Tom McHale schools us on how he builds range logs with precision rifle data for getting on zero when long-range shooting.
USA –-(Ammoland.com)- Not too long ago, we covered the steps for zeroing or sighting in a rifle. Generally done at 50, 100, or maybe 200 yards, that’s only the first step to preparing to shoot at longer ranges. While zeroing verifies that your bullets are impacting at a fixed distance, say 100 yards, calibration goes much further to make sure that your scope, rifle, and specific ammunition are all in sync at farther distances.
Precision Rifle Data
When you zero your rifle at 100 yards, you’ve done a couple of things.
You’ve adjusted your scope to make your specific ammo type hit a certain point on the target when shooting from a certain distance. You’ve also adjusted your scope’s turrets to read “zero” for both windage and elevation. In theory, with that accomplished, you can just dial in distances changes to your scope’s elevation turret and hit a target at some farther distance down range. In theory.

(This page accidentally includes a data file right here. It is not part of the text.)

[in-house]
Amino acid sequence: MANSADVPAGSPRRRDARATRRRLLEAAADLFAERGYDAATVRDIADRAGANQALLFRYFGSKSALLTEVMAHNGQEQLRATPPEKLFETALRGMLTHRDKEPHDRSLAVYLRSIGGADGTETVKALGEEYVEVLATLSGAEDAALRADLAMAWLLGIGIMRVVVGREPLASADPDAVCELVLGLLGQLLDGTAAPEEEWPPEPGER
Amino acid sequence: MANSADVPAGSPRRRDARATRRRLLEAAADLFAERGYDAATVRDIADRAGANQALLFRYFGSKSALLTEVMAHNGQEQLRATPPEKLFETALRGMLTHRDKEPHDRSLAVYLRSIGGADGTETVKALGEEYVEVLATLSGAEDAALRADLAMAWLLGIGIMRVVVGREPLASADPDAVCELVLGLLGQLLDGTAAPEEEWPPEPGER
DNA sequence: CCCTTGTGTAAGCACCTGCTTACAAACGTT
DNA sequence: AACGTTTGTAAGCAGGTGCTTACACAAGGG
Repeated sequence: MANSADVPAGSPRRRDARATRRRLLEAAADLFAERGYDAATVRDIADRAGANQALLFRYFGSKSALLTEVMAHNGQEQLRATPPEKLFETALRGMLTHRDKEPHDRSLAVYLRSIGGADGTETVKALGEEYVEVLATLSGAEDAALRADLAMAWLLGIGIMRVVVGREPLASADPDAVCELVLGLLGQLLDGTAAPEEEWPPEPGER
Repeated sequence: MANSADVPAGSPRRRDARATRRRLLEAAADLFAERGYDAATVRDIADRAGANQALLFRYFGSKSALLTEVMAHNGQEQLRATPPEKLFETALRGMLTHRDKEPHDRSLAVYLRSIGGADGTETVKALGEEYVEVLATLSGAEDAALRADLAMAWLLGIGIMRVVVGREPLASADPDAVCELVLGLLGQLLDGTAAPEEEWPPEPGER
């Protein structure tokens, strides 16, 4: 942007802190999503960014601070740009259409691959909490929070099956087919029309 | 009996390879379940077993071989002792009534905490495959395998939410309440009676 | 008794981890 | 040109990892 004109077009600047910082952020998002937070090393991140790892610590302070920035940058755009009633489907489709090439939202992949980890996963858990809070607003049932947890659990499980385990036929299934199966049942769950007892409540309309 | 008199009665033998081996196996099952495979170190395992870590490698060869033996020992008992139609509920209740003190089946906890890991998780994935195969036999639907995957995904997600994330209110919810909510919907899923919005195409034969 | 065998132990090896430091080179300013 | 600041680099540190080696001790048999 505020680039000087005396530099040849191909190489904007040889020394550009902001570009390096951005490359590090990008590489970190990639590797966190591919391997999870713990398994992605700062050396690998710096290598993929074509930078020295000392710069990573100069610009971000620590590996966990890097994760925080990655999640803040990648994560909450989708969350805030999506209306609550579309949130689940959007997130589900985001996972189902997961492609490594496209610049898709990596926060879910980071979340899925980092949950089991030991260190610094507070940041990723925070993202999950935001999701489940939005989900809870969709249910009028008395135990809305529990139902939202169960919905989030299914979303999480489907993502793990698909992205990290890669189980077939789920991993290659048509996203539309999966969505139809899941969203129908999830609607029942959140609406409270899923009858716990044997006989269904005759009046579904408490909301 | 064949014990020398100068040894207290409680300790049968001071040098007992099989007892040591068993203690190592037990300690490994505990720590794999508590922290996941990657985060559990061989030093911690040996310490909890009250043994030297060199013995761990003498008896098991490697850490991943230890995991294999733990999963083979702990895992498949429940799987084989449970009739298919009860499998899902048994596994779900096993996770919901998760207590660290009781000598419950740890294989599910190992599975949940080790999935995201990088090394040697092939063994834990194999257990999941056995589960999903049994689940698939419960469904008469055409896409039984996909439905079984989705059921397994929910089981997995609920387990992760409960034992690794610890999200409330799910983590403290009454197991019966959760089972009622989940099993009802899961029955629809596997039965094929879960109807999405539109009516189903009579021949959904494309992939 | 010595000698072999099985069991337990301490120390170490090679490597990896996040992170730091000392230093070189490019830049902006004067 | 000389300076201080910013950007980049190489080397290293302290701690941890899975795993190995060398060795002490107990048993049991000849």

Here’s the problem. While your ballistic computer may be precisely accurate in telling you that exactly 23 clicks will get you on target at some more extended range, that may not happen in reality.
The ballistic computer may be providing incorrect results. Your velocity may not be exactly what you think it was. The actual atmospheric conditions may not be accurately reflected in the computer’s calculations.